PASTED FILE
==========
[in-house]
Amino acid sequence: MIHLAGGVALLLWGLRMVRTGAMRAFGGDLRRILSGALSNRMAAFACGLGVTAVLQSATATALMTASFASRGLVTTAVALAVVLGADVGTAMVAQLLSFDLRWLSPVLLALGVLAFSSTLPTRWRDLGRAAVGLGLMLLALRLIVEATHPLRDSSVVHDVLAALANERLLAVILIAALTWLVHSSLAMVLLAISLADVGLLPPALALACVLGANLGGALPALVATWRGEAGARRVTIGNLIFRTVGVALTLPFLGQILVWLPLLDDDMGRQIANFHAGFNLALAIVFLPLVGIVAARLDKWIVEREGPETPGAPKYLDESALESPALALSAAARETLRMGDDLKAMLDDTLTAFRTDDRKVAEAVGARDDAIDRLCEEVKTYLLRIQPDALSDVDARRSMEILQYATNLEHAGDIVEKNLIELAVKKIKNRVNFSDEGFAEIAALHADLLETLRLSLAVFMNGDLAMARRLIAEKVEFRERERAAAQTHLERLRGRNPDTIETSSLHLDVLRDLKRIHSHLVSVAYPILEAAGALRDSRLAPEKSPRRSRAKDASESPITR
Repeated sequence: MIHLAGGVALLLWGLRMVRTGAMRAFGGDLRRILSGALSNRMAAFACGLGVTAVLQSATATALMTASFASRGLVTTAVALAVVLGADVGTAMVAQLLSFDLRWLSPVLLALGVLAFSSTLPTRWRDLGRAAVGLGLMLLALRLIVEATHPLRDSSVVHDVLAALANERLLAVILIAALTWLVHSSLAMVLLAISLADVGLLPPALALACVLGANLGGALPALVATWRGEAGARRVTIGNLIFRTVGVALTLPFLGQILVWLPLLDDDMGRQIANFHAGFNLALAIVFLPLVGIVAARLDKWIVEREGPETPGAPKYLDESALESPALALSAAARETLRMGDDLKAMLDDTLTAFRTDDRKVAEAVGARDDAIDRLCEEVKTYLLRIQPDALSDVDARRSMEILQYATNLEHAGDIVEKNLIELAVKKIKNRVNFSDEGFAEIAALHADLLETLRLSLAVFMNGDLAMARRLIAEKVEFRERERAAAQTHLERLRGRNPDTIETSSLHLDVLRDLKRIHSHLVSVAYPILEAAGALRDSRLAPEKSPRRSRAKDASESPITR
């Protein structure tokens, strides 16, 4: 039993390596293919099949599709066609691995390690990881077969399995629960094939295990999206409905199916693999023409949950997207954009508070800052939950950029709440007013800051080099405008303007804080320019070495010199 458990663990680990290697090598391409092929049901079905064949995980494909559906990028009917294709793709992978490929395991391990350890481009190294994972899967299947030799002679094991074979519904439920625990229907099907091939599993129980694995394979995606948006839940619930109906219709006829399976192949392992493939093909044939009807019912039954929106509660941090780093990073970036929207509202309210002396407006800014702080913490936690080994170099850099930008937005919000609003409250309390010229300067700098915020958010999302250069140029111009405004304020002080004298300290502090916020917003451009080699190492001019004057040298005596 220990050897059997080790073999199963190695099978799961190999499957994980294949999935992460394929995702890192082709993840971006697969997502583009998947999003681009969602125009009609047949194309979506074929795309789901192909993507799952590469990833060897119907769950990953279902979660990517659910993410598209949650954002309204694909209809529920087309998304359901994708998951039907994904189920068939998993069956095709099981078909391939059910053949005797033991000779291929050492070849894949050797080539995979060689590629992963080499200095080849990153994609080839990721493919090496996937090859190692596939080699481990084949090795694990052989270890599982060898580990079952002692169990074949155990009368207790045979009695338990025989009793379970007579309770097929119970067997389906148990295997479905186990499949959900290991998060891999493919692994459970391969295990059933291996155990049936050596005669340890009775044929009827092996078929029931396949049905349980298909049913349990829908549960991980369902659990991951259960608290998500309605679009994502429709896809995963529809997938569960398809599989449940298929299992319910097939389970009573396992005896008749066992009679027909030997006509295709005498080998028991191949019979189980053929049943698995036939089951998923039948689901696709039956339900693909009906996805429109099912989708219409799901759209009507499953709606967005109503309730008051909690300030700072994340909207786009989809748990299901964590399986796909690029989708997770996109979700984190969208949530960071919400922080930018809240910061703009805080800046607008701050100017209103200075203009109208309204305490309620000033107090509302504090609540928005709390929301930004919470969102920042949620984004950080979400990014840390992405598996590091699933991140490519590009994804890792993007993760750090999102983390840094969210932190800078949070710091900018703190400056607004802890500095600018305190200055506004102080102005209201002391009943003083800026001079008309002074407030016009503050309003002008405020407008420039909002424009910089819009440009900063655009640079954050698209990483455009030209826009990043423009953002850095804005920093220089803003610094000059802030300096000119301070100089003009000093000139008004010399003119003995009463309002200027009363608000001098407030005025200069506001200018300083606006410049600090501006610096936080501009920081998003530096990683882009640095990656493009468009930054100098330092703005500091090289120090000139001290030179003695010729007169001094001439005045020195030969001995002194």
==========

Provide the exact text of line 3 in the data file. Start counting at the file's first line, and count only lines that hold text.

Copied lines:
Repeated sequence: MIHLAGGVALLLWGLRMVRTGAMRAFGGDLRRILSGALSNRMAAFACGLGVTAVLQSATATALMTASFASRGLVTTAVALAVVLGADVGTAMVAQLLSFDLRWLSPVLLALGVLAFSSTLPTRWRDLGRAAVGLGLMLLALRLIVEATHPLRDSSVVHDVLAALANERLLAVILIAALTWLVHSSLAMVLLAISLADVGLLPPALALACVLGANLGGALPALVATWRGEAGARRVTIGNLIFRTVGVALTLPFLGQILVWLPLLDDDMGRQIANFHAGFNLALAIVFLPLVGIVAARLDKWIVEREGPETPGAPKYLDESALESPALALSAAARETLRMGDDLKAMLDDTLTAFRTDDRKVAEAVGARDDAIDRLCEEVKTYLLRIQPDALSDVDARRSMEILQYATNLEHAGDIVEKNLIELAVKKIKNRVNFSDEGFAEIAALHADLLETLRLSLAVFMNGDLAMARRLIAEKVEFRERERAAAQTHLERLRGRNPDTIETSSLHLDVLRDLKRIHSHLVSVAYPILEAAGALRDSRLAPEKSPRRSRAKDASESPITR